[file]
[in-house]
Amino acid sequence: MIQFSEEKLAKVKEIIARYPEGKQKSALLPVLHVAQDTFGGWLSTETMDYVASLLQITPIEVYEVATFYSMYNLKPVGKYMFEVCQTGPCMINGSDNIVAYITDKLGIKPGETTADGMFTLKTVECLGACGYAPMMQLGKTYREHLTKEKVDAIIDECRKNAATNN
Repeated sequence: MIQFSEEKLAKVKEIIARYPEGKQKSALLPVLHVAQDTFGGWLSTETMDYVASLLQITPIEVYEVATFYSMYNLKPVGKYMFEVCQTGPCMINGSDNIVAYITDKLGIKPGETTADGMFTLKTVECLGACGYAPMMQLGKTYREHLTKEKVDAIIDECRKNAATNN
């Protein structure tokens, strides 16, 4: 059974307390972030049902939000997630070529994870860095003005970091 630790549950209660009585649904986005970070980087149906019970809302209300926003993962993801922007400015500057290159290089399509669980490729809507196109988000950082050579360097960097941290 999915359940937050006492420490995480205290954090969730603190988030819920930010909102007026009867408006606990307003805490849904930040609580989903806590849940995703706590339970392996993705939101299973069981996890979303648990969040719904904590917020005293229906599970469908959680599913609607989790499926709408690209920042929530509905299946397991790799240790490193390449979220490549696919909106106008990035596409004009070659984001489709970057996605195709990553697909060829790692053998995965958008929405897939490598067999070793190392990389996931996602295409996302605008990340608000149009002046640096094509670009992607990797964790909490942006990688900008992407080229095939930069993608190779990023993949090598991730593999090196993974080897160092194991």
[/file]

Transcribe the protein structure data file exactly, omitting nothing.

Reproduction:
[in-house]
Amino acid sequence: MIQFSEEKLAKVKEIIARYPEGKQKSALLPVLHVAQDTFGGWLSTETMDYVASLLQITPIEVYEVATFYSMYNLKPVGKYMFEVCQTGPCMINGSDNIVAYITDKLGIKPGETTADGMFTLKTVECLGACGYAPMMQLGKTYREHLTKEKVDAIIDECRKNAATNN
Repeated sequence: MIQFSEEKLAKVKEIIARYPEGKQKSALLPVLHVAQDTFGGWLSTETMDYVASLLQITPIEVYEVATFYSMYNLKPVGKYMFEVCQTGPCMINGSDNIVAYITDKLGIKPGETTADGMFTLKTVECLGACGYAPMMQLGKTYREHLTKEKVDAIIDECRKNAATNN
């Protein structure tokens, strides 16, 4: 059974307390972030049902939000997630070529994870860095003005970091 630790549950209660009585649904986005970070980087149906019970809302209300926003993962993801922007400015500057290159290089399509669980490729809507196109988000950082050579360097960097941290 999915359940937050006492420490995480205290954090969730603190988030819920930010909102007026009867408006606990307003805490849904930040609580989903806590849940995703706590339970392996993705939101299973069981996890979303648990969040719904904590917020005293229906599970469908959680599913609607989790499926709408690209920042929530509905299946397991790799240790490193390449979220490549696919909106106008990035596409004009070659984001489709970057996605195709990553697909060829790692053998995965958008929405897939490598067999070793190392990389996931996602295409996302605008990340608000149009002046640096094509670009992607990797964790909490942006990688900008992407080229095939930069993608190779990023993949090598991730593999090196993974080897160092194991």